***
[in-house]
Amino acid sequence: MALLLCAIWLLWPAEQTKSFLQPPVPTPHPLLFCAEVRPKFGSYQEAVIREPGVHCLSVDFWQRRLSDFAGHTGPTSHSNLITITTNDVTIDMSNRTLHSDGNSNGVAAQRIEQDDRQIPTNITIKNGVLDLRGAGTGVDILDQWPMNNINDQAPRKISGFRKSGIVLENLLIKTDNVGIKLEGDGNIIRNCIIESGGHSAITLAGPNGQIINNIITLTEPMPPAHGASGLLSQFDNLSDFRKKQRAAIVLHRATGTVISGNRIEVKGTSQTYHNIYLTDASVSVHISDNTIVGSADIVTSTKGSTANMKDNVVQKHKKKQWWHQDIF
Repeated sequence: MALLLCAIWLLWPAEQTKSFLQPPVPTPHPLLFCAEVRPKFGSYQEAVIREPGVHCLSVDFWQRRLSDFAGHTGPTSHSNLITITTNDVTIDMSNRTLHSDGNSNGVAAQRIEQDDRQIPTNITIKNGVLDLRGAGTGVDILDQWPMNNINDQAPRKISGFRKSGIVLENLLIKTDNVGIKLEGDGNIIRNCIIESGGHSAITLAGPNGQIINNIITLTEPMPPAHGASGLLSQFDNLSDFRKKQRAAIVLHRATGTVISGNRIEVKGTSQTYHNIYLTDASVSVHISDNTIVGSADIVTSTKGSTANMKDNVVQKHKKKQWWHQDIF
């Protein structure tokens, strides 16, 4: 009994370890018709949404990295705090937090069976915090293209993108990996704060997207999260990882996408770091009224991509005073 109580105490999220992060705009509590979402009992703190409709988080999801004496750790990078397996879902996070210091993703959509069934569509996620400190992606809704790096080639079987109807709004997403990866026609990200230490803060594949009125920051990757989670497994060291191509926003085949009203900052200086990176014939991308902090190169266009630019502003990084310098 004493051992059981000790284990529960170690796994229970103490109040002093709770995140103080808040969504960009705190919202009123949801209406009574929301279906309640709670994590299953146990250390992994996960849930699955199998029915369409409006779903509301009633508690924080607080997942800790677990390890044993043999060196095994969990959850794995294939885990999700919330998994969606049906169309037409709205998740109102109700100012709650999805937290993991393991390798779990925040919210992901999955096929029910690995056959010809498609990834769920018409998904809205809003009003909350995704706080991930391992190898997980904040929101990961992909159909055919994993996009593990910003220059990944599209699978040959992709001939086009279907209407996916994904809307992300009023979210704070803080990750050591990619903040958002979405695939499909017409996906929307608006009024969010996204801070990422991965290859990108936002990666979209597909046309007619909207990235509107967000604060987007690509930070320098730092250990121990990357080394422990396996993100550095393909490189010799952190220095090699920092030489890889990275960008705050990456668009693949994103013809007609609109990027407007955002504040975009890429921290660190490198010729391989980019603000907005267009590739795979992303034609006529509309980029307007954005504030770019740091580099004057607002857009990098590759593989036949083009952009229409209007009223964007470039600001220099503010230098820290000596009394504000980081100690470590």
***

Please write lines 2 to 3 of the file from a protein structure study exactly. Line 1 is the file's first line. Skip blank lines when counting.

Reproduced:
Amino acid sequence: MALLLCAIWLLWPAEQTKSFLQPPVPTPHPLLFCAEVRPKFGSYQEAVIREPGVHCLSVDFWQRRLSDFAGHTGPTSHSNLITITTNDVTIDMSNRTLHSDGNSNGVAAQRIEQDDRQIPTNITIKNGVLDLRGAGTGVDILDQWPMNNINDQAPRKISGFRKSGIVLENLLIKTDNVGIKLEGDGNIIRNCIIESGGHSAITLAGPNGQIINNIITLTEPMPPAHGASGLLSQFDNLSDFRKKQRAAIVLHRATGTVISGNRIEVKGTSQTYHNIYLTDASVSVHISDNTIVGSADIVTSTKGSTANMKDNVVQKHKKKQWWHQDIF
Repeated sequence: MALLLCAIWLLWPAEQTKSFLQPPVPTPHPLLFCAEVRPKFGSYQEAVIREPGVHCLSVDFWQRRLSDFAGHTGPTSHSNLITITTNDVTIDMSNRTLHSDGNSNGVAAQRIEQDDRQIPTNITIKNGVLDLRGAGTGVDILDQWPMNNINDQAPRKISGFRKSGIVLENLLIKTDNVGIKLEGDGNIIRNCIIESGGHSAITLAGPNGQIINNIITLTEPMPPAHGASGLLSQFDNLSDFRKKQRAAIVLHRATGTVISGNRIEVKGTSQTYHNIYLTDASVSVHISDNTIVGSADIVTSTKGSTANMKDNVVQKHKKKQWWHQDIF